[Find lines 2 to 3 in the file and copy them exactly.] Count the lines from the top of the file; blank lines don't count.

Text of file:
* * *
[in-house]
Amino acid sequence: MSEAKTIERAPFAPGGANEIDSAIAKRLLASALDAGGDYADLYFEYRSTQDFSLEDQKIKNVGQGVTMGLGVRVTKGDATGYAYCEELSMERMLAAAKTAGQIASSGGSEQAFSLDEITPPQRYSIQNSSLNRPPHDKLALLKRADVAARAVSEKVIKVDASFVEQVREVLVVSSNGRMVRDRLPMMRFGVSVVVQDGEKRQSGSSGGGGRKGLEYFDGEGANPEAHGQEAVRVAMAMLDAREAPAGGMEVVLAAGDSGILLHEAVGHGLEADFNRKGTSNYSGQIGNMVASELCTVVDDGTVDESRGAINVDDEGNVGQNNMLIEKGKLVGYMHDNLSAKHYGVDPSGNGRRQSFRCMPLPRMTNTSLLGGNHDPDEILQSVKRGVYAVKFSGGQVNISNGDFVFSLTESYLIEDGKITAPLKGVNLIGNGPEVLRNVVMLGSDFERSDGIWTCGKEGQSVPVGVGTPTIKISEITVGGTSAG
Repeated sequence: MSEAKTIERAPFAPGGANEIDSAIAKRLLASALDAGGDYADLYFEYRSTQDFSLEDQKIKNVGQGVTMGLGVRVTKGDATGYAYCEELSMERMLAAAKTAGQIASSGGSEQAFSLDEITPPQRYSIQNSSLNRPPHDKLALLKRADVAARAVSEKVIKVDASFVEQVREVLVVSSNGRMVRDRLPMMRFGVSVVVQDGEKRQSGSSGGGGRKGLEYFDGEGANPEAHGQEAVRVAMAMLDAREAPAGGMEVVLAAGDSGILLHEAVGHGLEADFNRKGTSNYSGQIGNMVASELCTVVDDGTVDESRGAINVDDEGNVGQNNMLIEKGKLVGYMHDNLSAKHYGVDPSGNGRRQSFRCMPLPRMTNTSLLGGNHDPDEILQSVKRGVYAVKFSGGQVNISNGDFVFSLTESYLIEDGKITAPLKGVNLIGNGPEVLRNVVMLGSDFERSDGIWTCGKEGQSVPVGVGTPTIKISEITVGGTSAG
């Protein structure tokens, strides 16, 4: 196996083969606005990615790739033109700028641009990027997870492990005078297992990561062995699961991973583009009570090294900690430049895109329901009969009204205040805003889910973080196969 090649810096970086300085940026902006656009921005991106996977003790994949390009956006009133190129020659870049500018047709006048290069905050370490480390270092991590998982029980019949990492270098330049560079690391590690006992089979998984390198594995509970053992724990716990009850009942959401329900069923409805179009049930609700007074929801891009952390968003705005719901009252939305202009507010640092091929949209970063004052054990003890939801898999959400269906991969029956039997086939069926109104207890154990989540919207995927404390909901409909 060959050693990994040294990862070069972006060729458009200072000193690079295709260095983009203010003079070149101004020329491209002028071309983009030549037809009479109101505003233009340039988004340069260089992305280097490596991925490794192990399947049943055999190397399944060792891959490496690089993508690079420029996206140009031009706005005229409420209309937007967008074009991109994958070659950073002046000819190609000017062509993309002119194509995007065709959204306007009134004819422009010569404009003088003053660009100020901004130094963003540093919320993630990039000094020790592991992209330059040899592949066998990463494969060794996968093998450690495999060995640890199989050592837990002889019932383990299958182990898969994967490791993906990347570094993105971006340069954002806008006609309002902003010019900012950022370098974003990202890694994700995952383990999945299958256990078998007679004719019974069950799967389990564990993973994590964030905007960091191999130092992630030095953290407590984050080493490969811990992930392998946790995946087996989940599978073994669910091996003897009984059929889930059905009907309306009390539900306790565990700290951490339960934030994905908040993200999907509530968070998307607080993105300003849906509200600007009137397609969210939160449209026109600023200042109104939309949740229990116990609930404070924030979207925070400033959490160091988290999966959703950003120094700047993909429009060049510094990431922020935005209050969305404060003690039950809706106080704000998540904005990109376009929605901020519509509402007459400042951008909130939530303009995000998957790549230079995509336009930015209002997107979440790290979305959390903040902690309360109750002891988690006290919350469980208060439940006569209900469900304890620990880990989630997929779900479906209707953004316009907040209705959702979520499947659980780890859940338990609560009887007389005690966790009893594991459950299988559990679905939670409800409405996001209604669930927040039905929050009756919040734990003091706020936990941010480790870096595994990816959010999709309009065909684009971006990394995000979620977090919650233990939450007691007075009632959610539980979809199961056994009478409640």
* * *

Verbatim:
Amino acid sequence: MSEAKTIERAPFAPGGANEIDSAIAKRLLASALDAGGDYADLYFEYRSTQDFSLEDQKIKNVGQGVTMGLGVRVTKGDATGYAYCEELSMERMLAAAKTAGQIASSGGSEQAFSLDEITPPQRYSIQNSSLNRPPHDKLALLKRADVAARAVSEKVIKVDASFVEQVREVLVVSSNGRMVRDRLPMMRFGVSVVVQDGEKRQSGSSGGGGRKGLEYFDGEGANPEAHGQEAVRVAMAMLDAREAPAGGMEVVLAAGDSGILLHEAVGHGLEADFNRKGTSNYSGQIGNMVASELCTVVDDGTVDESRGAINVDDEGNVGQNNMLIEKGKLVGYMHDNLSAKHYGVDPSGNGRRQSFRCMPLPRMTNTSLLGGNHDPDEILQSVKRGVYAVKFSGGQVNISNGDFVFSLTESYLIEDGKITAPLKGVNLIGNGPEVLRNVVMLGSDFERSDGIWTCGKEGQSVPVGVGTPTIKISEITVGGTSAG
Repeated sequence: MSEAKTIERAPFAPGGANEIDSAIAKRLLASALDAGGDYADLYFEYRSTQDFSLEDQKIKNVGQGVTMGLGVRVTKGDATGYAYCEELSMERMLAAAKTAGQIASSGGSEQAFSLDEITPPQRYSIQNSSLNRPPHDKLALLKRADVAARAVSEKVIKVDASFVEQVREVLVVSSNGRMVRDRLPMMRFGVSVVVQDGEKRQSGSSGGGGRKGLEYFDGEGANPEAHGQEAVRVAMAMLDAREAPAGGMEVVLAAGDSGILLHEAVGHGLEADFNRKGTSNYSGQIGNMVASELCTVVDDGTVDESRGAINVDDEGNVGQNNMLIEKGKLVGYMHDNLSAKHYGVDPSGNGRRQSFRCMPLPRMTNTSLLGGNHDPDEILQSVKRGVYAVKFSGGQVNISNGDFVFSLTESYLIEDGKITAPLKGVNLIGNGPEVLRNVVMLGSDFERSDGIWTCGKEGQSVPVGVGTPTIKISEITVGGTSAG